Through the faithful prayer of Abraham, God sent angels to rescue Lot and his family from Sodom, a city on track for utter destruction. We see how deeply embedded they are when Lot tries to give his unmarried daughters up to the mob. The visiting angels had to intervene with blindness to put a stop to the madness. The angels finally tell Lot what Sodom’s future is, and when Lot tries to explain the urgency of this to his future sons-in-law, he “seemed to be jesting.”

Lot’s compromise made him untrustworthy.

Night continued to press in. Then the angels, in the morning, once again urged Lot to get out. And yet, the Bible says, “But he lingered.” (wallpaper. yep.)

Lot’s stubbornness put his entire family at risk.

So listen to what happened next...It is written, “So the men (angels) seized him and his wife and his two daughters by the hand, the LORD being merciful to him, and they brought him out and set him outside the city.”

This is the part that really grabbed my attention. Even after everything, Lot refused to leave. He stuck to his wall like stubborn wallpaper...not giving more than small, dime-sized concession. So the angels seized him and physically brought him and the family outside of the city.

And even after that...after the angels told Lot to go to the hills “lest you be swept away”...Lot ARGUED. “Oh, no, my lords….let me flee instead to that nearby city. It’s little.”

Lot’s compromise marks his family.

And then Lot’s wife disregards instructions as well. I don’t know what she was thinking. Perhaps she was simply following her husband’s compromising lead. Perhaps she just wanted to see if the destruction was real. Whatever her motive, she looked back. And that was her end. She turned to a pillar of salt.

The story doesn’t end there. Lot’s daughters were also affected by compromise and sin. And they committed incest with Lot. And both had babies. And those babies became fathers of enemies of Israel.

Sad tale.

To simplify this, I don’t want to be like Lot OR his wife OR his daughters. I want to make choices of obedience even when it’s hard. Even when people don’t understand. Even when others are disappointed in me. I never want to compromise when it comes to the Word.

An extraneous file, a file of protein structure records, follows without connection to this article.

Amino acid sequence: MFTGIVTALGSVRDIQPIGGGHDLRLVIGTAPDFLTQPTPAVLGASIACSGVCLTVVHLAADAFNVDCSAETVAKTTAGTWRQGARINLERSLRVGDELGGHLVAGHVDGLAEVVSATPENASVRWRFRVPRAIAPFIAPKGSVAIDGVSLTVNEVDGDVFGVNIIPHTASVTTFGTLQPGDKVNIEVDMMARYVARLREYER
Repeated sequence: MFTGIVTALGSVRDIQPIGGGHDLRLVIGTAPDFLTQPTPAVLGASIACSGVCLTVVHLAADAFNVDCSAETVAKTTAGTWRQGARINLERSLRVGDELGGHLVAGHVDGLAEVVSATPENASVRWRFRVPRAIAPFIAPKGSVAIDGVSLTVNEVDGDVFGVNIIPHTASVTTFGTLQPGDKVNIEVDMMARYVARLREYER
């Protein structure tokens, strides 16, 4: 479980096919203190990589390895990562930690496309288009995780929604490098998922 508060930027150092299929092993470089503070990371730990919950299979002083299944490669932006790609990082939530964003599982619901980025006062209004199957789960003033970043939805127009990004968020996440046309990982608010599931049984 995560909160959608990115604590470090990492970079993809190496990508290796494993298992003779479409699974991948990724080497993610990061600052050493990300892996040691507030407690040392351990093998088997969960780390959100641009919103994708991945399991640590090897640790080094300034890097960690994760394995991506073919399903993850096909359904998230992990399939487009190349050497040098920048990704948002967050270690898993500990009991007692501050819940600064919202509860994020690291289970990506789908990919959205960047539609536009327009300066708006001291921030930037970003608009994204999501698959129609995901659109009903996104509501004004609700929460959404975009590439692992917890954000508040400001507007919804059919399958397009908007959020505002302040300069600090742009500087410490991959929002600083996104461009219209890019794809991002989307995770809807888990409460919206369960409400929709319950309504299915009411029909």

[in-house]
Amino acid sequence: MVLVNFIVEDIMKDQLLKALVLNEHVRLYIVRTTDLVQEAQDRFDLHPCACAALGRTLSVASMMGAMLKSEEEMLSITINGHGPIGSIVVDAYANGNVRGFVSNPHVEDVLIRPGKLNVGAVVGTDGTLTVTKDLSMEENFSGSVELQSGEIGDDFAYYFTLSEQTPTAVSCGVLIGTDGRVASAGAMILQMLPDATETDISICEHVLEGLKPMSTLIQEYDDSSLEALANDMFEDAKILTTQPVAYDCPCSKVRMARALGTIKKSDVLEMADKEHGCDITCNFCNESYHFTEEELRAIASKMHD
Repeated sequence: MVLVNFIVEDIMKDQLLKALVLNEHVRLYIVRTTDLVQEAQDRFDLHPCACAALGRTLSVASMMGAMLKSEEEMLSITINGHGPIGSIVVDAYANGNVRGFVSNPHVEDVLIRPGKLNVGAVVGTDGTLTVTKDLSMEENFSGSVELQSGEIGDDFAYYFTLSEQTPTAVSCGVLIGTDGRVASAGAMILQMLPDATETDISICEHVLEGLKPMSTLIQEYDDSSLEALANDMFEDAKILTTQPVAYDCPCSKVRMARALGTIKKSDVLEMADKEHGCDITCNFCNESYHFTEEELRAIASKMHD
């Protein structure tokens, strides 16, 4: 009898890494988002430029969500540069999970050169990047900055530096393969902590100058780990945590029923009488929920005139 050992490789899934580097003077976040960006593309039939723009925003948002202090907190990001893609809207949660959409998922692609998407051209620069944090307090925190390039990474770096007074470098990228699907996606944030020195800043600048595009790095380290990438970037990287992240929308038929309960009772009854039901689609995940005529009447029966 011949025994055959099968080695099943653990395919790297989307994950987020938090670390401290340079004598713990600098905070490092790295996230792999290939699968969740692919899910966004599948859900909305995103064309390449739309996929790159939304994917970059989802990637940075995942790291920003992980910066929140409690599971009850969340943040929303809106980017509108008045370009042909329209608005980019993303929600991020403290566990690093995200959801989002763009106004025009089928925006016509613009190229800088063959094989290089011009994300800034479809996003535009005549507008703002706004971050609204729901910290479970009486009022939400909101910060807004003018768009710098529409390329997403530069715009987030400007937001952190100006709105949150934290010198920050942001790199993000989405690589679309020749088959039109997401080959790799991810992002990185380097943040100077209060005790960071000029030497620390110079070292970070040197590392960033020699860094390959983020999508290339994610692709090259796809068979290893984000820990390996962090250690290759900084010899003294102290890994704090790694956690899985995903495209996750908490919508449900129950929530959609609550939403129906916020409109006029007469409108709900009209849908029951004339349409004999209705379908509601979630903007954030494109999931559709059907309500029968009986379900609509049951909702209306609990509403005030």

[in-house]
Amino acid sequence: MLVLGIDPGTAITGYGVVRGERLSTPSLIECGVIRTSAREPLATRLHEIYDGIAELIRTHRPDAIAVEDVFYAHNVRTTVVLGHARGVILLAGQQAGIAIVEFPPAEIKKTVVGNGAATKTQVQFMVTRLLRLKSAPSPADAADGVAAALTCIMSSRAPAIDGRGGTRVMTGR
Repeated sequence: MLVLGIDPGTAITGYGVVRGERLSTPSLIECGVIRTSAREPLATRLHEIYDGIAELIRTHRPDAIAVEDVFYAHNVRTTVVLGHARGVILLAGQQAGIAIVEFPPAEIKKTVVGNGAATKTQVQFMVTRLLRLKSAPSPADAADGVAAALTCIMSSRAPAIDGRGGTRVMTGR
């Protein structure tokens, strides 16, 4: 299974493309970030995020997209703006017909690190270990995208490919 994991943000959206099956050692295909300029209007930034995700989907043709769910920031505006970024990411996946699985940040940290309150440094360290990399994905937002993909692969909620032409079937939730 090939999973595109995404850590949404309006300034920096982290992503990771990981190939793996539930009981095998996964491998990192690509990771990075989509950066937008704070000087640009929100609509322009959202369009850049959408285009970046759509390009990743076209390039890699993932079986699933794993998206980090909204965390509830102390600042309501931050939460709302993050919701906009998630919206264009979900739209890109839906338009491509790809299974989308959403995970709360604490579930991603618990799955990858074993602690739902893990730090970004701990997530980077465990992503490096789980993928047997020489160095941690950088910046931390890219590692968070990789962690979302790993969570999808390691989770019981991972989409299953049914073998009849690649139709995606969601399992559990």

This quote from A.W. Tozer is apt in my current season, and maybe it is in your’s too:

“I claim the holy right to disappoint men in order to avoid disappointing God.”

May I...may we...avoid the trap of compromise, stand on His truth (leaning not on our own understanding) and be peel-able, not in dime-sized stubbornness, but in sizable, WILLING chunks!



Thursday, October 26, 2017

Studyin' the WORD | 8 Questions to ask

I am SO excited to talk Bible study tips today. Studying the Bible is one of my favorite things! { Can I confess something? It wasn’t always that way for me! It’s been a growing hunger that started in high school and has seeped into my bones. And now it makes me giddy!} I tell you that, so in case you’re saying, “that’s good for you and all...but not me"...don’t stress. Don’t leave it there. But don’t stress!

Like I said in my little confessional, my growth in this area has been a process. So in order to appeal to a wide range of Bible study habits, I’m going to focus this post on only one part of my study time. I realize that as a stay-at-home mom/work-at-home writer, I am not bound by the clock as much as others might be, so I don’t even want to talk time commitment. {BUT, I will challenge with this...find a time. Stick with it. Silence the excuses. Be obedient. Be committed. Be excellent with whatever time you have.}


A couple weeks ago, I read an article called “8 Questions to Help You Understand and Apply the Bible” by Matthew Harmon. It was totally up my alley, and I quickly sat down with a notecard and fancy markers to make a cheat sheet. I don’t want to summarize the article, since it is a great read by itself. I encourage you to head on over to the article when time allows!

So what DO I want to do?

I want to walk through a scripture passage using the 8 questions! {HAPPY DANCE time}

I am currently studying Romans and reading through Psalms. Because Romans is all inter-connected, I don’t feel like taking a snippet does the book justice. SO, we’re going to land in the Psalms...and what better place to start than the beginning? Psalm 1 it is.